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From laparoscopic to robotic-assisted Heller myotomy for achalasia in a single high-volume visceral surgery center: postoperative outcomes and quality of life

Abstract

Background

Laparoscopic (LSC) Heller myotomy (HM) is considered the standard procedure for the treatment of achalasia. Robotic platforms, established over the last years, provide important advantages to surgeons, such as binocular 3-dimensional vision and improvement of fine motor control. However, whether perioperative outcomes and long-term results of robotic-assisted laparoscopic (RAL) HM are similar or even superior to LSC technique, especially concerning long-term follow-up, is still debated. Therefore, the aim of the present study was to evaluate intra- and postoperative results as well as long-term quality of life after RAL compared to LSC surgery for achalasia in a single high-volume visceral surgery center.

Methods

Between August 2007 and April 2020, 43 patients undergoing minimally invasive HM for achalasia in a single high-volume Swiss visceral surgery center, were included in the present study. Intra- and postoperative outcome parameters were collected and evaluated, and a long-term follow-up was performed using the gastroesophageal-reflux disease health-related quality of life (GERD-Hr-QuoL) questionnaire.

Results

A total of 11 patients undergoing RAL and 32 undergoing LSC HM were analyzed. Baseline demographics and clinical characteristics were similar. A trend (p = 0.052) towards a higher number of patients with ASA III score treated with RAL was detectable. Operation time was marginally, but significantly, shorter in LSC (140 min, IQR: 136–150) than in RAL (150 min, IQR: 150–187, p = 0.047). Postoperative complications graded Clavien-Dindo ≥ 3 were only observed in one patient in each group. Length of hospital stay was similar in both groups (LSC: 11 days, IQR: 10–13 vs. RAL: 11 days, IQR: 10–14, p = 0.712). Long-term follow-up (LSC: median 89 months, vs. RAL: median 28 months, p = 0.001) showed comparable results and patients from both groups expressed similar levels of satisfaction (p = 0.181).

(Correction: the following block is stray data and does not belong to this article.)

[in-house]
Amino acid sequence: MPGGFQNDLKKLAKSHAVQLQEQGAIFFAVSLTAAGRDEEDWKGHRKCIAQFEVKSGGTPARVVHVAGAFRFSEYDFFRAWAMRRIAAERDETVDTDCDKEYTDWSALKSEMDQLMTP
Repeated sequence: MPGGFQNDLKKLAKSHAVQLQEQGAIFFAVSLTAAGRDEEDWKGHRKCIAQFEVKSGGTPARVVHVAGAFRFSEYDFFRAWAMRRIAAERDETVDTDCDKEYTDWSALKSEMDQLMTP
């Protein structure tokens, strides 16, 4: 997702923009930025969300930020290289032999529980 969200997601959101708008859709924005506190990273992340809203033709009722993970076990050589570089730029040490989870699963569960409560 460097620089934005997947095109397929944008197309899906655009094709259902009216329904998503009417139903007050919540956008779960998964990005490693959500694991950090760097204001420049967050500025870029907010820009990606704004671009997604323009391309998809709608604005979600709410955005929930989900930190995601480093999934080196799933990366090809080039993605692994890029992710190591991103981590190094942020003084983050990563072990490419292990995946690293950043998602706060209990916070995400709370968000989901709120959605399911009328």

Conclusions

LSC and RAL HM show similar peri- and postoperative results and a high quality of life, even in long-term (> 24 months) follow-up. Prospective, randomized, controlled multicenter trials are needed to overcome difficulties associated to small sample sizes in a rare condition and to confirm the equality or demonstrate the superiority of robotic-assisted procedures for achalasia. Meanwhile, the choice of the treatment technique could be left to the operating surgeon’s preferences.

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Background

Achalasia is a rare esophageal motility disorder of unclear origin characterized by dysphagia, regurgitation and heartburn [1, 2]. A variety of treatments have been proposed. Oral administration of calcium-channel blockers or nitrates, and local injection of botulinum toxin A provide short term relief. Moreover, balloon dilation is also used, but with modest long-term results [3].

Section of muscle fibers of the esophageal sphincter, the so-called Heller myotomy (HM) currently represents the preferred surgical approach to achalasia treatment. In particular, laparoscopic HM is nowadays widely accepted as safe and effective [4]. However, recurrence rates up to 10–25% and intraoperative esophageal mucosa perforation rates ranging between 4 and 20% are reported in literature [5,6,7,8].

Over the last years new techniques have emerged in the surgical endoscopy area with per-oral endoscopic myotomy (POEM) and robotic platforms. Recent reports suggest similar effectiveness of POEM compared to conventional laparoscopic HM, albeit with higher gastroesophageal reflux rates [9, 10]. However, data on long-term outcomes is still missing.

With the introduction of robotic-assisted technology, minimally invasive techniques have become more precise, accurate and safe, particularly for procedures in narrow and confined spaces, thanks to improvements in comfort and maneuverability, high-definition 3-dimensional binocular vision with the option of magnification, and a stable platform with a surgeon operated camera [11]. Therefore, it could reasonably be assumed, that with the robotic systems’ attributed improvement in precision and accurateness, the rate of completely dissected muscle tissue without damage to the esophageal mucosa should be higher. Indeed, both conditions—incompletely dissected muscle layer as well as esophageal perforation—are surmised to result in scar tissue and recurrence of achalasia symptoms.